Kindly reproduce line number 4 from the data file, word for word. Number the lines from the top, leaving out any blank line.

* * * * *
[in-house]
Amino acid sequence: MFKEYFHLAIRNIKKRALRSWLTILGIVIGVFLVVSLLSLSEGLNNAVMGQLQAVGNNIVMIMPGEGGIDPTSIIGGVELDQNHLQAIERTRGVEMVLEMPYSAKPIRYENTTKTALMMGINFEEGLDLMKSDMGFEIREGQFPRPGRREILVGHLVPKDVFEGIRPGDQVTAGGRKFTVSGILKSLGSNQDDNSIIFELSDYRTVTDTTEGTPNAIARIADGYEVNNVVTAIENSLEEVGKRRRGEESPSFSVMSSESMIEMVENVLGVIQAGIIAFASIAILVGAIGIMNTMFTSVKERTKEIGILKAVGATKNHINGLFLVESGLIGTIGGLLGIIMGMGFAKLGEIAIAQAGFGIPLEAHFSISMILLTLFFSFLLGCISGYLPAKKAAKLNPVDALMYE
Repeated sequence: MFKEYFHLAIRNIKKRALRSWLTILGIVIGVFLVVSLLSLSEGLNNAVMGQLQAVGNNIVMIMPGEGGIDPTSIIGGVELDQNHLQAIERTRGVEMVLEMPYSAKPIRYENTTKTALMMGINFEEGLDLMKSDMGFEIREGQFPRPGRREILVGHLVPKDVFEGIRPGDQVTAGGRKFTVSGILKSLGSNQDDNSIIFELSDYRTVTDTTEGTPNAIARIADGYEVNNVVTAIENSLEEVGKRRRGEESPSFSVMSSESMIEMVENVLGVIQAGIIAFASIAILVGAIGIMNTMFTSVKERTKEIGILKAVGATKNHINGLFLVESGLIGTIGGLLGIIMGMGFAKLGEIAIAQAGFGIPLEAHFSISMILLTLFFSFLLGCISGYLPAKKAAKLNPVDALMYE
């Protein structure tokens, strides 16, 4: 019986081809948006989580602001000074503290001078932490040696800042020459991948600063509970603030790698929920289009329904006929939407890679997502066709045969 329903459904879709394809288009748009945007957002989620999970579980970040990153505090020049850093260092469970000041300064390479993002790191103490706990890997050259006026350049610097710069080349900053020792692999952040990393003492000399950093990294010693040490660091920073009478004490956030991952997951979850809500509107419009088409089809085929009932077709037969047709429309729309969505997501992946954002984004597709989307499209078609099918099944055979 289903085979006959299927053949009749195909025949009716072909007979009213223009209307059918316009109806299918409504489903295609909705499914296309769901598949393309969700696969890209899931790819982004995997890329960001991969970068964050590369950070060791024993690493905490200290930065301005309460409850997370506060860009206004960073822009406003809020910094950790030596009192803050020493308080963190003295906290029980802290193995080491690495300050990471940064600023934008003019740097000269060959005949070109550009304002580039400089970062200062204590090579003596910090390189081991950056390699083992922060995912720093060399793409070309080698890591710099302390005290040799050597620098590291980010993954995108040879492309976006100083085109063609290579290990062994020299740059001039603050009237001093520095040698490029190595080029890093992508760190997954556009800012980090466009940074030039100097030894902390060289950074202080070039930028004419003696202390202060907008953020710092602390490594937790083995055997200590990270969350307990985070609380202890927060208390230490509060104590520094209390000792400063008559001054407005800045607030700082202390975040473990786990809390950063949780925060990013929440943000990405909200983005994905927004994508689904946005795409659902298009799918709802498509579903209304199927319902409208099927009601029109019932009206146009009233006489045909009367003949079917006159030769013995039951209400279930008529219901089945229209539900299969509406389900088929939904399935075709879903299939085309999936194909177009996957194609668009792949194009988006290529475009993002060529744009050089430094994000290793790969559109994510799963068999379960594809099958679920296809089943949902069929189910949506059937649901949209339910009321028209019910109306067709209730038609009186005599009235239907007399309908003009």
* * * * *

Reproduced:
């Protein structure tokens, strides 16, 4: 019986081809948006989580602001000074503290001078932490040696800042020459991948600063509970603030790698929920289009329904006929939407890679997502066709045969 329903459904879709394809288009748009945007957002989620999970579980970040990153505090020049850093260092469970000041300064390479993002790191103490706990890997050259006026350049610097710069080349900053020792692999952040990393003492000399950093990294010693040490660091920073009478004490956030991952997951979850809500509107419009088409089809085929009932077709037969047709429309729309969505997501992946954002984004597709989307499209078609099918099944055979 289903085979006959299927053949009749195909025949009716072909007979009213223009209307059918316009109806299918409504489903295609909705499914296309769901598949393309969700696969890209899931790819982004995997890329960001991969970068964050590369950070060791024993690493905490200290930065301005309460409850997370506060860009206004960073822009406003809020910094950790030596009192803050020493308080963190003295906290029980802290193995080491690495300050990471940064600023934008003019740097000269060959005949070109550009304002580039400089970062200062204590090579003596910090390189081991950056390699083992922060995912720093060399793409070309080698890591710099302390005290040799050597620098590291980010993954995108040879492309976006100083085109063609290579290990062994020299740059001039603050009237001093520095040698490029190595080029890093992508760190997954556009800012980090466009940074030039100097030894902390060289950074202080070039930028004419003696202390202060907008953020710092602390490594937790083995055997200590990270969350307990985070609380202890927060208390230490509060104590520094209390000792400063008559001054407005800045607030700082202390975040473990786990809390950063949780925060990013929440943000990405909200983005994905927004994508689904946005795409659902298009799918709802498509579903209304199927319902409208099927009601029109019932009206146009009233006489045909009367003949079917006159030769013995039951209400279930008529219901089945229209539900299969509406389900088929939904399935075709879903299939085309999936194909177009996957194609668009792949194009988006290529475009993002060529744009050089430094994000290793790969559109994510799963068999379960594809099958679920296809089943949902069929189910949506059937649901949209339910009321028209019910109306067709209730038609009186005599009235239907007399309908003009």